Home > Parish Roots (Pre 1914) > The Heritage of a Missionary Priest

The Heritage of a Missionary Priest



Among these early explorers, Father Claude Jean Allouez, S.J. (1622-1689), a 17th-century Jesuit missionary after which the area we know as Allouez, and its tiny bay, are named.

Fr. Allouez camped on the shore of Wisconsin Point in 1666 while ministering to the Ojibwe.1 The following year, he would establish a mission along Bluff Creek near the shore of the bay. Frustrated though with few Ojibwe willing to join the Catholic faith, he abandoned his evangelization efforts in about 1669.

While his intrepid courage won him admiration among the Ojibwe, his apostolic zeal earned him the title of “Francis Xavier of the American Missions,” having worked diligently among the Indians for thirty-two years.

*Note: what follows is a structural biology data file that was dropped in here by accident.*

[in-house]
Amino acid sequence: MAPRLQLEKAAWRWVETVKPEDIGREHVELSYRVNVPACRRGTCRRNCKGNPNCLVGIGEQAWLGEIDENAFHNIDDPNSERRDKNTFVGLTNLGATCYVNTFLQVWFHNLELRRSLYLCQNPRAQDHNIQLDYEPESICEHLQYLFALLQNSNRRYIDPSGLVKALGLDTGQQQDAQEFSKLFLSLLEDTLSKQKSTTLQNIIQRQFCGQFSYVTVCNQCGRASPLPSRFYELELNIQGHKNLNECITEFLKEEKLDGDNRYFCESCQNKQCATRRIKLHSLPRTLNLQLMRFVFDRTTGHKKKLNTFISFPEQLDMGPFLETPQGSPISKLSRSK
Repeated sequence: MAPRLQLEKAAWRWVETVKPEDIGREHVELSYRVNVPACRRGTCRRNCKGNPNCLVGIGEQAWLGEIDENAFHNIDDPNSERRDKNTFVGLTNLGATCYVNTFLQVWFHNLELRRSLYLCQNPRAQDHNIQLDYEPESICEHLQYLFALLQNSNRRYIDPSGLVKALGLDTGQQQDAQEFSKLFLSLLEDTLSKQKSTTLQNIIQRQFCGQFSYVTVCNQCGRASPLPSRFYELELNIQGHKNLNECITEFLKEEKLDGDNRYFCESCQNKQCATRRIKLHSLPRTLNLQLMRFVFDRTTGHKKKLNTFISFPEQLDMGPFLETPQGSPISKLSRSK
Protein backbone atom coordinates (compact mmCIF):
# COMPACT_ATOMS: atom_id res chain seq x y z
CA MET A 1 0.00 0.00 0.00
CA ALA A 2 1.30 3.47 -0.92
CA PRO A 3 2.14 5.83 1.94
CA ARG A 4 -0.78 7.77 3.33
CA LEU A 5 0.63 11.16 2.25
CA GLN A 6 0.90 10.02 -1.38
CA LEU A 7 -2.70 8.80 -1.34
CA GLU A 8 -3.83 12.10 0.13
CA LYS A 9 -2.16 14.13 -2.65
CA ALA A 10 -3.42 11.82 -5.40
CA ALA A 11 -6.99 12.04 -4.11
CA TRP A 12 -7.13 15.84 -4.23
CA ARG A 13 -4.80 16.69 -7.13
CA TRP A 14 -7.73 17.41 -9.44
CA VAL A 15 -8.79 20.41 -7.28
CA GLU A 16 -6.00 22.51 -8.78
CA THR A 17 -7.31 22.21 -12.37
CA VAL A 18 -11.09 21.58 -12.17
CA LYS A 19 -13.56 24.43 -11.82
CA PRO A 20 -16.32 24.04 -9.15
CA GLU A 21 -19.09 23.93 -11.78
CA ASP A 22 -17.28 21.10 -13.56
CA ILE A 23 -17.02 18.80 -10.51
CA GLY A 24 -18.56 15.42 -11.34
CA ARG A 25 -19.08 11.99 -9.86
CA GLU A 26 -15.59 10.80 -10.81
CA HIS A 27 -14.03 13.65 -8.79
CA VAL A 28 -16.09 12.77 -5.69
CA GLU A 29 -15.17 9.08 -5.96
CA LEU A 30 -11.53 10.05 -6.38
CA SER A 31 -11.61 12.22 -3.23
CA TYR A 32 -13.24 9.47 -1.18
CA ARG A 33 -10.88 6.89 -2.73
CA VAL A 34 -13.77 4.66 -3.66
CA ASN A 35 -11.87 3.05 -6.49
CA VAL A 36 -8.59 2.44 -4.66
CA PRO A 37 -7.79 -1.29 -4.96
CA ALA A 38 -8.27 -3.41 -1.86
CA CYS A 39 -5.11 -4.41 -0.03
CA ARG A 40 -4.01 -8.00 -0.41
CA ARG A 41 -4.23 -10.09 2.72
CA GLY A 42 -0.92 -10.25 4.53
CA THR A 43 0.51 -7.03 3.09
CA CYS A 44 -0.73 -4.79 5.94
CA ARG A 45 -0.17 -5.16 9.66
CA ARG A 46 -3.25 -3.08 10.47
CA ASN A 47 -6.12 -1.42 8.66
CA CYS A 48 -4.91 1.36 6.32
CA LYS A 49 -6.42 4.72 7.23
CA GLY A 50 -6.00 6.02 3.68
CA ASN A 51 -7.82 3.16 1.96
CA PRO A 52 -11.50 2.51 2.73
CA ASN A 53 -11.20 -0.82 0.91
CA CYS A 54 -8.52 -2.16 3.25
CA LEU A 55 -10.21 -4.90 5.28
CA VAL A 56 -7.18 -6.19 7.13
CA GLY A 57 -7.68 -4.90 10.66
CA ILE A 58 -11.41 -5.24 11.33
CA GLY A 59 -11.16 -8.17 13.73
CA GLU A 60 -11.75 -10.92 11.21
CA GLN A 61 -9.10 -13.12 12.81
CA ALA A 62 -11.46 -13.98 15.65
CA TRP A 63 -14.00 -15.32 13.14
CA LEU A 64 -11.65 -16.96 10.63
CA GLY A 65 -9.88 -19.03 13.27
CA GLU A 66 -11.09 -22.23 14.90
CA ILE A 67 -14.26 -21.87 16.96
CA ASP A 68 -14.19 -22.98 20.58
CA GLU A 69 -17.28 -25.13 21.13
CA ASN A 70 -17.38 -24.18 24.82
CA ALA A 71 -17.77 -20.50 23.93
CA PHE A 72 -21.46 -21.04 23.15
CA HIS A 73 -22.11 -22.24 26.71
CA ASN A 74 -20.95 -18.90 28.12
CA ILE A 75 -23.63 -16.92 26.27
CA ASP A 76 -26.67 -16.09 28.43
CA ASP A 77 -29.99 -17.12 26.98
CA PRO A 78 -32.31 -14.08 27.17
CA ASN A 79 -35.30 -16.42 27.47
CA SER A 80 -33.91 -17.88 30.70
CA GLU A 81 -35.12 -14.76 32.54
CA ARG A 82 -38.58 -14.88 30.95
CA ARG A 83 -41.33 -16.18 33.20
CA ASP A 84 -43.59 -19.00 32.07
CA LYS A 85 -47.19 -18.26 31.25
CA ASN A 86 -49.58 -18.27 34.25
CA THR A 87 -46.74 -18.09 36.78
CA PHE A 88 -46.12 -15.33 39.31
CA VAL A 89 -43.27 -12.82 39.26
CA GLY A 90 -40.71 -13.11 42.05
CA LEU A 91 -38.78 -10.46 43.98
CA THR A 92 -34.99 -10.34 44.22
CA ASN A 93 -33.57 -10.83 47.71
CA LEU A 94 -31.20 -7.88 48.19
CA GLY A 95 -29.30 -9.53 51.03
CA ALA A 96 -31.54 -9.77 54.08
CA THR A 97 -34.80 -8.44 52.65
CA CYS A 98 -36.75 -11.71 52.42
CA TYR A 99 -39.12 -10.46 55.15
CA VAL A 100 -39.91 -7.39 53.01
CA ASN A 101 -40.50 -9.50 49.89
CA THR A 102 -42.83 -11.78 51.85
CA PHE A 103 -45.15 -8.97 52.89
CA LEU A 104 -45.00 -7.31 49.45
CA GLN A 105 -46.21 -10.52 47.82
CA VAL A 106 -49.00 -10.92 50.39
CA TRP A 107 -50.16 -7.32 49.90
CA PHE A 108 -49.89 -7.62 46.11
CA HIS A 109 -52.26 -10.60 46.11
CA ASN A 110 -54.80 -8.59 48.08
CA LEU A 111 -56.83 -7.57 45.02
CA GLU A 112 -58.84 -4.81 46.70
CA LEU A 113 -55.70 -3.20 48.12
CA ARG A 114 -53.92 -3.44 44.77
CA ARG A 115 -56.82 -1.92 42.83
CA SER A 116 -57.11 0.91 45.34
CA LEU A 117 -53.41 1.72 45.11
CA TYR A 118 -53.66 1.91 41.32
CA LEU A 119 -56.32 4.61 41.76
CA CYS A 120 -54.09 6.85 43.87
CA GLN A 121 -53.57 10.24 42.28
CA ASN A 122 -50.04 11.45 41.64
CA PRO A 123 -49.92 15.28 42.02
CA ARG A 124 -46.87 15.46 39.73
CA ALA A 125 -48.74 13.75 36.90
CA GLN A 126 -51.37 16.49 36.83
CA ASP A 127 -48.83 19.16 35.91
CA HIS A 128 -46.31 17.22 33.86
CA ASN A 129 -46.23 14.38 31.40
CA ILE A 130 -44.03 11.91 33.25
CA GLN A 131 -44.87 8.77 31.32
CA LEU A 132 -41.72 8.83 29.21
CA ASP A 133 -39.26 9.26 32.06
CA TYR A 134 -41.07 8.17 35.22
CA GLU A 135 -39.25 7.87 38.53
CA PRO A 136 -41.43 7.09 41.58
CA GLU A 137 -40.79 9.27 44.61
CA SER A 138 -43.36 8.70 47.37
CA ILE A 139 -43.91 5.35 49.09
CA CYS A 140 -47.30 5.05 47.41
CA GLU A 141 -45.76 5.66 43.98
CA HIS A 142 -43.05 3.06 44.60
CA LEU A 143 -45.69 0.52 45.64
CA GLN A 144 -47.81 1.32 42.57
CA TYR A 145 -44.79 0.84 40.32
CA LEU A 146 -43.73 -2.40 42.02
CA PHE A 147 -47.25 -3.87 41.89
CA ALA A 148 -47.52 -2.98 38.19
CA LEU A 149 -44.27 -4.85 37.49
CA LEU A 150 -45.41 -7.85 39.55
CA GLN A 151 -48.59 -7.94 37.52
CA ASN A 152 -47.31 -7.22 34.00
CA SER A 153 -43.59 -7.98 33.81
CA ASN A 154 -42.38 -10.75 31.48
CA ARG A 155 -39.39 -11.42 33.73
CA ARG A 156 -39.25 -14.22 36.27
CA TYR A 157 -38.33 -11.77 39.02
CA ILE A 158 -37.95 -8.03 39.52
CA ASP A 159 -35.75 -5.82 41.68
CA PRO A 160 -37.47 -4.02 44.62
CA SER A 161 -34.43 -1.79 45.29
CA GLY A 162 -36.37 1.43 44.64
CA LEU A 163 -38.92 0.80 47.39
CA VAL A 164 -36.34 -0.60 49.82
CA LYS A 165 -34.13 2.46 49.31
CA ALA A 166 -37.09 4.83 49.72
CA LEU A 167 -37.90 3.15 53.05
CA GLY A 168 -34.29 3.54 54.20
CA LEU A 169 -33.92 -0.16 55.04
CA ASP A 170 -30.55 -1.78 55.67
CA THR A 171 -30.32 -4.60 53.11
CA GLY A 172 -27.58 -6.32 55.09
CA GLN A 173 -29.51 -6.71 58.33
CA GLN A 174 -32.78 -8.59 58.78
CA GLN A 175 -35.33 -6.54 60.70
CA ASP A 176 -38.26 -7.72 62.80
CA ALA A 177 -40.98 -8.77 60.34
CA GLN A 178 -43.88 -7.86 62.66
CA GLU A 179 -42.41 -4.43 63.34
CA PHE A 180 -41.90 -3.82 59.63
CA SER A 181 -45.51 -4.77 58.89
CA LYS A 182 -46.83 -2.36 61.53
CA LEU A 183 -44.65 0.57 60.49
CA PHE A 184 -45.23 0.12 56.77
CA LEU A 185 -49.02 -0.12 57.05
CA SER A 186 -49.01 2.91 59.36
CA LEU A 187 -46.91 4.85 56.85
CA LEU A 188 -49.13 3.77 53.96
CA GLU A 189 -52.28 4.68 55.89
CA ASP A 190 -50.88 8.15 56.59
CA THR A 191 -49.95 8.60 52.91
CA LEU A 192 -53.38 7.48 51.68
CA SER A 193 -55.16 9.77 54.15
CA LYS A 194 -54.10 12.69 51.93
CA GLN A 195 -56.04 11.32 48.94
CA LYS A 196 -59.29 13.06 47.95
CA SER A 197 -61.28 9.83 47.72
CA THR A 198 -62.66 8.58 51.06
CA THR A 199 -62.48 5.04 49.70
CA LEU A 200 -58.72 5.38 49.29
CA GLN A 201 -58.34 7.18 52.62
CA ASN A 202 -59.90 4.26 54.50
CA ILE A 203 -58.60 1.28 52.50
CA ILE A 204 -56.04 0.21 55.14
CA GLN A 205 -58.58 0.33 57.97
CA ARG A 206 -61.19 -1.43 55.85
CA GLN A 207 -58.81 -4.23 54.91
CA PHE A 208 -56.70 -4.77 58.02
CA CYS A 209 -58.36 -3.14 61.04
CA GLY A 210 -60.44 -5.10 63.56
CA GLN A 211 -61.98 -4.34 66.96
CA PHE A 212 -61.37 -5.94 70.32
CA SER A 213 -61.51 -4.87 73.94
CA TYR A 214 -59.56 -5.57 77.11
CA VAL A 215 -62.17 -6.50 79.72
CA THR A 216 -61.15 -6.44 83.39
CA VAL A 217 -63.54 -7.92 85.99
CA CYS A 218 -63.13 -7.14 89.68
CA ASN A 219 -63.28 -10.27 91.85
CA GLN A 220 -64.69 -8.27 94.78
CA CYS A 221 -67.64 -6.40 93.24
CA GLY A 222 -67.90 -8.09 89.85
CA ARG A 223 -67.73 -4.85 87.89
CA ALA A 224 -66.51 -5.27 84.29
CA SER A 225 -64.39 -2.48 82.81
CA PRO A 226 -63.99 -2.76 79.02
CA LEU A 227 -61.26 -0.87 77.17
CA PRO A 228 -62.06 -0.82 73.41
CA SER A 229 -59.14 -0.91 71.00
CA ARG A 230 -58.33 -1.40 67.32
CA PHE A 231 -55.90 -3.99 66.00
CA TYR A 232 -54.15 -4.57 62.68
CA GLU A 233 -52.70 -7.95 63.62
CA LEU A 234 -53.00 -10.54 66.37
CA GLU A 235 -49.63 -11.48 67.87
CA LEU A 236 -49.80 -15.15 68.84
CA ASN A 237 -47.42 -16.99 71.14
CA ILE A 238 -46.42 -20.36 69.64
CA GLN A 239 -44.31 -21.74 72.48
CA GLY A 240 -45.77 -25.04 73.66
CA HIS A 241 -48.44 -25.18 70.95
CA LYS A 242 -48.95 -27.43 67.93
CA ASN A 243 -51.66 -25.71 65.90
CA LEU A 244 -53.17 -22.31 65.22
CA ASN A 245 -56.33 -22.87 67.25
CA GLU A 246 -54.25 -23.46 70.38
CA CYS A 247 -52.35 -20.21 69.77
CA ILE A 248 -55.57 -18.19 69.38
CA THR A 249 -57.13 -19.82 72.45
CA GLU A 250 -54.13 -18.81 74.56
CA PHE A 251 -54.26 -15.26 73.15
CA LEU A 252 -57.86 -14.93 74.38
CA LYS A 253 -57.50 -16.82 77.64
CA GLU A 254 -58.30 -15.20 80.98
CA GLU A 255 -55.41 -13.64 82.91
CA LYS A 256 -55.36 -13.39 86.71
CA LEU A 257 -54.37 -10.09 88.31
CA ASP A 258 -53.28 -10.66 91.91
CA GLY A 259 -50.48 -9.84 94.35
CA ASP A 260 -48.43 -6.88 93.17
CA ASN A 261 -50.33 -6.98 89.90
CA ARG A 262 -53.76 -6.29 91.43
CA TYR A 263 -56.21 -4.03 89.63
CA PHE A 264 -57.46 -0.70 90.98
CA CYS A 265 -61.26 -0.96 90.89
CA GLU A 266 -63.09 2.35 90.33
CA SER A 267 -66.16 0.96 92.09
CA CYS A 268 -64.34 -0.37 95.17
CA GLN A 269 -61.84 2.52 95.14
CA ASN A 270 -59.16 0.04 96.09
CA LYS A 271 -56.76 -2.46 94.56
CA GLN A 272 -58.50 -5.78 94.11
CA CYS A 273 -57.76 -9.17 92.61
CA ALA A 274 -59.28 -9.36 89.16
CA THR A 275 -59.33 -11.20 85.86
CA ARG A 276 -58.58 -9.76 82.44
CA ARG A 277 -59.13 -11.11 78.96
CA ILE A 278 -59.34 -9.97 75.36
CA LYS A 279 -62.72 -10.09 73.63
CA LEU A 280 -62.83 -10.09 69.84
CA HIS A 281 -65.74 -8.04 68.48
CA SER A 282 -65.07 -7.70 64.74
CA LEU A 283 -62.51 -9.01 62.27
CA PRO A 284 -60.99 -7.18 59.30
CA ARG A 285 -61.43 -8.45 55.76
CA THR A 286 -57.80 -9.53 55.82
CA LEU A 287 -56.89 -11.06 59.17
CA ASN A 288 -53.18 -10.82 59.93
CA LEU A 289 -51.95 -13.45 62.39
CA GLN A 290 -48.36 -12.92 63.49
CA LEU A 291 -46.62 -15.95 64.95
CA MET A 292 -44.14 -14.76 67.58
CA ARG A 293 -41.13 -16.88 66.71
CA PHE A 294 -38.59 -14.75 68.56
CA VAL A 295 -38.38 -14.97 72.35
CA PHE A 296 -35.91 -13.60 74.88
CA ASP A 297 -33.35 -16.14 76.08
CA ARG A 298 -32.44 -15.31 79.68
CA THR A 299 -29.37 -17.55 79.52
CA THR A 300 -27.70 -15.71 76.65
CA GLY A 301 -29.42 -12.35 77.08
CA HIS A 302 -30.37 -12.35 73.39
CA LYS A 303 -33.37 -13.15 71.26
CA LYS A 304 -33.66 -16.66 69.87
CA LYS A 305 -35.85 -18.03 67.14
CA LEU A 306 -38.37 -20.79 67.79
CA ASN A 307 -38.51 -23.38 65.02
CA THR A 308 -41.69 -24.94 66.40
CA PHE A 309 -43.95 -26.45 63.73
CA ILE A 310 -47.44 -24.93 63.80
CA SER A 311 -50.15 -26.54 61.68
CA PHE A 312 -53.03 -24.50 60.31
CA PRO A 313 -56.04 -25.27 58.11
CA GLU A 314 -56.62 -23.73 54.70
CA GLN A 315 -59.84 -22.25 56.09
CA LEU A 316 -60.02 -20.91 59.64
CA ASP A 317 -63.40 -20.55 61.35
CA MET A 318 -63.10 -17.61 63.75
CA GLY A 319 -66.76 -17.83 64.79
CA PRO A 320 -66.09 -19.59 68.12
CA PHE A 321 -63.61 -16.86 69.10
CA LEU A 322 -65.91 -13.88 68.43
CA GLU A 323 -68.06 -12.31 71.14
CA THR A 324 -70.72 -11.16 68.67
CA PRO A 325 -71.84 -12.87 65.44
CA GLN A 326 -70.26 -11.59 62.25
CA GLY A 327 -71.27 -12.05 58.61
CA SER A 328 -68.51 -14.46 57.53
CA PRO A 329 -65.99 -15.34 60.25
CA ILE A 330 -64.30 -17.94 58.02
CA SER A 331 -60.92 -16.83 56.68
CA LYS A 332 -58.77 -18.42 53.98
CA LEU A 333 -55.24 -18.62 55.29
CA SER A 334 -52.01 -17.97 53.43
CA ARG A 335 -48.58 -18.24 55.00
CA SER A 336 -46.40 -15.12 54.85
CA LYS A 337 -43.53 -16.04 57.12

Sixty-nine years old when he died, he was worn out by his heroic labors. He preached the Gospel to twenty different tribes, and is said to have baptized 10,000 neophytes with his own hand.2

Wisconsin Point (three miles in length) and Minnesota Point (seven miles) just northwest of the parish boundaries make up the largest freshwater sandbar in the world. They were formed by two rivers. The French traders who approached the west end of Lake Superior would eventually start calling the larger river on the right the St. Louis River (after the King of France) although the Ojibwe’s name for it was “Gichigami-ziibi” meaning “Great Lake River.” The stream on the left was called the Nemadji River (after the Ojibwe word “ne-madji-tic-guay-och” for “Left Hand River”). It is the Nemadji River that forms the western boundary of the parish.


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The Heritage of a Missionary Priest

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